Rogue-like dungeon crawlers. You’re either in all the way or the merest mention of the genre makes you roll your eyes and go “Ugh” like you’ve just told your teenage daughter that you can be a cool parent. I imagine. I don’t have kids which is why I have the time to play so many rogue-like dungeon crawlers.
Curse of the Dead Gods is a polished and capable example of the genre but, to be perfectly honest, I’m not sure that’s enough any more. The bar has been set so high over the last two years something really has to be special to make me invest the time and effort to learn the loops, weapons, buffs and bonuses and while Curse of the Dead Gods has something a bit unique to itself I just can’t seem to want to grind it into dust like, say, Hades or Rhythm Fighter.
Curse of the Dead Gods’ shtick is risk vs reward. It’s pretty much ALL about risk vs reward. You grab your starter weapons and head into an ancient lost temple filled with the undead and the cursed and proceed to slap the seven bells out of them. Being an ancient lost temple naturally the place is in utter darkness, with only your torch to fend off the blackness. However you can’t hold your torch as well as wield your weapon so you have to light convenient braziers or even set the enemies on fire. The other option is to fight in the darkness which means you deal more damage but also take 50% more damage when you get hit.
And you will get hit. You have a dodge and a parry to try and negate being punched in the head, both of which take up a portion of your stamina, represented as 5 pips under your character. Combo finishers also take up some of this stamina. When the stamina is depleted you need to stay out of combat to regenerate it. However, when you finish an enemy you get a ‘Greed Kill’. You need to chain Greed Kills to increase your rewards from the combat, and these are on a timer that is only replenished by hitting enemies. Again, risk vs reward. You need to get your stamina back, but you need to keep the chain going.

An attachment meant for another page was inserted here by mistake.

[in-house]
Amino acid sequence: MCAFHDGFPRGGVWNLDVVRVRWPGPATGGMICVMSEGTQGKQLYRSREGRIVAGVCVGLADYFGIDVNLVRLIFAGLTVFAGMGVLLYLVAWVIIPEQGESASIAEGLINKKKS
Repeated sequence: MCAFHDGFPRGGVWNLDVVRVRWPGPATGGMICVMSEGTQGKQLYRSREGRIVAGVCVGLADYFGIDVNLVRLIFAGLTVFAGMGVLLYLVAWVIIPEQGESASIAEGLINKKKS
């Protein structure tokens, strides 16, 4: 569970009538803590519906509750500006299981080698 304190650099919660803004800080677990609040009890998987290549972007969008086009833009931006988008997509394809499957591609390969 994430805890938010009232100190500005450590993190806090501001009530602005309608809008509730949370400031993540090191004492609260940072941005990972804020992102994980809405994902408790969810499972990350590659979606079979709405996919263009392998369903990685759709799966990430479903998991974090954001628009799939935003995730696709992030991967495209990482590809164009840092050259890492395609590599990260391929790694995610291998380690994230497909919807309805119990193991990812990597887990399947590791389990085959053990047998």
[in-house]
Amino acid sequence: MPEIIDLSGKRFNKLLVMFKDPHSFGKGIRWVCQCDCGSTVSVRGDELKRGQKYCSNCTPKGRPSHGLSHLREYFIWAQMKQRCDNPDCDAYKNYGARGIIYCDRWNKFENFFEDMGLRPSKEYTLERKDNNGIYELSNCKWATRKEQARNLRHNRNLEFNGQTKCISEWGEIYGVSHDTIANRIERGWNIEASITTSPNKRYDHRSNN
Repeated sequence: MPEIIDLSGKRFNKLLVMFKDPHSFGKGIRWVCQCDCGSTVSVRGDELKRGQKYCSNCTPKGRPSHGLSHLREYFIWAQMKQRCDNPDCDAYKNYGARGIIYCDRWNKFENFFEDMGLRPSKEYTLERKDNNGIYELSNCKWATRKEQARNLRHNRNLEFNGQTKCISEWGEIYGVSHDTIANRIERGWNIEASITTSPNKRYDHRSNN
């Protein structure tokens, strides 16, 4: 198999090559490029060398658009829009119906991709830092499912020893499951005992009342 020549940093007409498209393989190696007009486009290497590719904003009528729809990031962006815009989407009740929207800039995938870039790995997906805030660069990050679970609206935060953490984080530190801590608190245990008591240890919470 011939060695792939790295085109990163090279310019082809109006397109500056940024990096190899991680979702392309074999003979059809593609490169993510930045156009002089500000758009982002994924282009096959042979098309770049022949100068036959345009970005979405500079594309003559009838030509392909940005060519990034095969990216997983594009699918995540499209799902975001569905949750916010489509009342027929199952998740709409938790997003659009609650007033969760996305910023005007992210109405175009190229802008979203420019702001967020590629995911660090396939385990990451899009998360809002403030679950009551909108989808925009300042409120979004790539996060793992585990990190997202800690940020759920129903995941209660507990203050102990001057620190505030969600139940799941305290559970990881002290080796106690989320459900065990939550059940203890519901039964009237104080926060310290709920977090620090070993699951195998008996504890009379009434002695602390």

As is the way with these games you’re given a choice of paths through the dungeon There are many different rooms along the path, whether you want more attribute buffs for health, damage or loot find or if you need a new weapon or to upgrade a weapon, or maybe fill your health bar. However nothing is free in this cursed place. Gold is one currency, which you find along the way, but the other is payment in blood. What this actually means is you take a hit to your Curse bar.
Almost everything you do in this game fills this bar. Going through doors, certain enemies hitting you, paying for altars with blood, they all add to this meter. When the meter hits the top and you progress to the next room on the path you’ve chosen you gain a curse, although rather disappointingly most of these aren’t as punitive as you’d think. At the fifth and final curse, however, your health will start depleting until there is only 1hp left.
Otherwise curses are pretty mild modifiers; some make you pay in health instead of curse for attributes, relics or weapons. One removes your torch casting you into permanent darkness, but also removes the penalty for being in the darkness.
When you defeat the temple boss they shed their valuables in the form of Crystal Skulls and Jade Rings, although if you’re lucky you’ll find some of these along the way as well. These currencies are for unlocking new Blessings to start runs with, for adding weapons to starting selection and to the dungeon loot pool and for unlocking means to re-roll a certain number of times at altars.
Whoo, that’s a wall of text isn’t it? The thing is it’s all necessary to explain how many systems this game’s juggling to make it feel unique but often to its detriment as you do feel like you’re spinning too many plates far too frequently.
Curse of the Dead Gods is not a bad game. It’s actually a very good game. It’s been in early access a good while and while I’d like the curses to have made the game harder I get the feeling they’ve nerfed them from the early access as they may have been a bit too brutal (from the reading I’ve done anyway).
The other problem is the rogue-like dungeon crawler is really over subscribed at this point. I’ve no doubt I’ll be reviewing another one before too long, probably lamenting the same way it’s a technically great game but isn’t compulsive enough to pull me away from x or y so I’ll end up making the same review recommendation of “If you like the genre and have nothing else on the go it’s worth picking up”. And it really is, especially if you’re on a console where there’s not an over abundance of these kinds of games, but even then there’s enough competition out there to give you option paralysis.